…[T]he prayers offered in a state of dryness are those which please Him best … Do not be deceived, Wormwood. Our cause is never more in danger than when a human, no longer desiring, but still intending, to do our Enemy’s will, looks round upon a universe from which every trace of Him seems to have vanished, and asks why he has been forsaken, and still obeys.
From Chapter 8.
Last night I took out the trash, my weekly pilgrimage to the curb. I’ve done it before. Lots of times. And this is another day… Sometimes I wake up without enthusiasm, not expecting much from the hours that lie ahead. Another day, not unlike the last. I’m probably not the only one like that.
As I was in prayer this morning, I thought about that pattern. I wondered about Jesus awakening in the morning and going out to talk to his Father, his “Abba.” Surely his take on the day was different than mine. He was going to His Papa for instructions and wisdom to face the challenges of walking in a world straining against its destiny. I imagined Jesus as a little child–the Kingdom is made of such–eagerly coming to His Papa: “What are we gonna do today, Papa?” And the answer coming back gently: “Just wait and see…”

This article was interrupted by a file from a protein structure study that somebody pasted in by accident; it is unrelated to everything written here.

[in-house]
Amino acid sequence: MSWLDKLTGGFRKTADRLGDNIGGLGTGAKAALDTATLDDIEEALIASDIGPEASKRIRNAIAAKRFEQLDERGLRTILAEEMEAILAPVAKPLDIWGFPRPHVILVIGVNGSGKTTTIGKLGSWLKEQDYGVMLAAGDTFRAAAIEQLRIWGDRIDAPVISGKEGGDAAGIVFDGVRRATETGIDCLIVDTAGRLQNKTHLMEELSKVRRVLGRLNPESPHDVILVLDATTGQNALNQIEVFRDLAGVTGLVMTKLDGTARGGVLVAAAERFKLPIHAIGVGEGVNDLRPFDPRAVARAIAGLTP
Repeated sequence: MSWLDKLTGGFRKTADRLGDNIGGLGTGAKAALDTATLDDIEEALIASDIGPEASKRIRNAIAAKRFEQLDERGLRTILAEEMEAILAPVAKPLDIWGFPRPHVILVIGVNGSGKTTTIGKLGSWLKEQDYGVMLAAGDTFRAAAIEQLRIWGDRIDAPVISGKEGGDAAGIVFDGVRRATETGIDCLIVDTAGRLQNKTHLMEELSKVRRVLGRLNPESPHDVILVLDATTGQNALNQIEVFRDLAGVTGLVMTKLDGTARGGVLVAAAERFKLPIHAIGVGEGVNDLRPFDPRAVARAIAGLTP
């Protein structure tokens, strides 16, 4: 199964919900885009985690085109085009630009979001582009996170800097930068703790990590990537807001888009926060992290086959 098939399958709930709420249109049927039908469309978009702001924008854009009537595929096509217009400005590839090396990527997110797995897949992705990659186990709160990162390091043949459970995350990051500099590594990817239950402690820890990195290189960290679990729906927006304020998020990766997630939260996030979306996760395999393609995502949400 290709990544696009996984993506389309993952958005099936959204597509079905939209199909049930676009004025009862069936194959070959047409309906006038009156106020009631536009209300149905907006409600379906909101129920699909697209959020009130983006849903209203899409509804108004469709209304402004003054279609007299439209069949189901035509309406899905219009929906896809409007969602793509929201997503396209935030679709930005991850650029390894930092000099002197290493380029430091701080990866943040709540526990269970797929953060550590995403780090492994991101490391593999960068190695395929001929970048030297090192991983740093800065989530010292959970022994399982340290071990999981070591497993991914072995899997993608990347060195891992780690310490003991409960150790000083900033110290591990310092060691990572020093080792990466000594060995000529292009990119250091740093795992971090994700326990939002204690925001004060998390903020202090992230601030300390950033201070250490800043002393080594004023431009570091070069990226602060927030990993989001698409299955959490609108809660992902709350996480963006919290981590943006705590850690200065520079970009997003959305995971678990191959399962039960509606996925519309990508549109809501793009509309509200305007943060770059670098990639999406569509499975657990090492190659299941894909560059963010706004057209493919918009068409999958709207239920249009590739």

Now, I don’t know if I can change, but I want to. I want to go out to my office to pray in the morning, or to the Grotto where I go sometimes, and be the child–have the Jesus-child life in me–and run to my heavenly Father who has adventures in his pocket, look into His face with child-like anticipation and ask, “What are we gonna do today, Papa?” And then go exploring, my Papa and me.
Notes from 2004. The year from hell…
Lesson on a Prodigal Journey: Trust
Nearly three hours delay in my flight. Twice we push off from the gate, finally, the third time we are airborne. My cell phone is tucked in my bag, silent and useless. I am deaf to what is happening a world away in Iraq. Five soldiers were killed in a rocket attack last night at Taji.
Caleb is stationed in Taji. It is a little less than 20 miles north of Baghdad.
Yet again I wait for news. There are thousands of soldiers at Taji. What are the chances? Small. But not zero. People win big money at the track on long odds. Five soldiers lost their lives in the gamble of war. Was Caleb one of them? I didn’t know–couldn’t know. My cell phone is dead under the seat in front of me, in a bag. All the way to Minneapolis I think about it: silent, tucked away in a bag, dead.
Caleb called last night. Did he call before or after the explosion that blew apart five families? We think the call came after the attack, that it may have been Caleb’s way of telling us he is OK, though he made no mention of rockets or fatalities. On the other hand, they are not supposed to leak information like that. The Army wants to be the first to bring the news to the families. If the attack came after Caleb’s call we may be one of them. Perhaps a U.S. government car with its somber passengers will be pulling up in front of our house while I am away. That’s how news like that comes to a family. We will find that out four months later.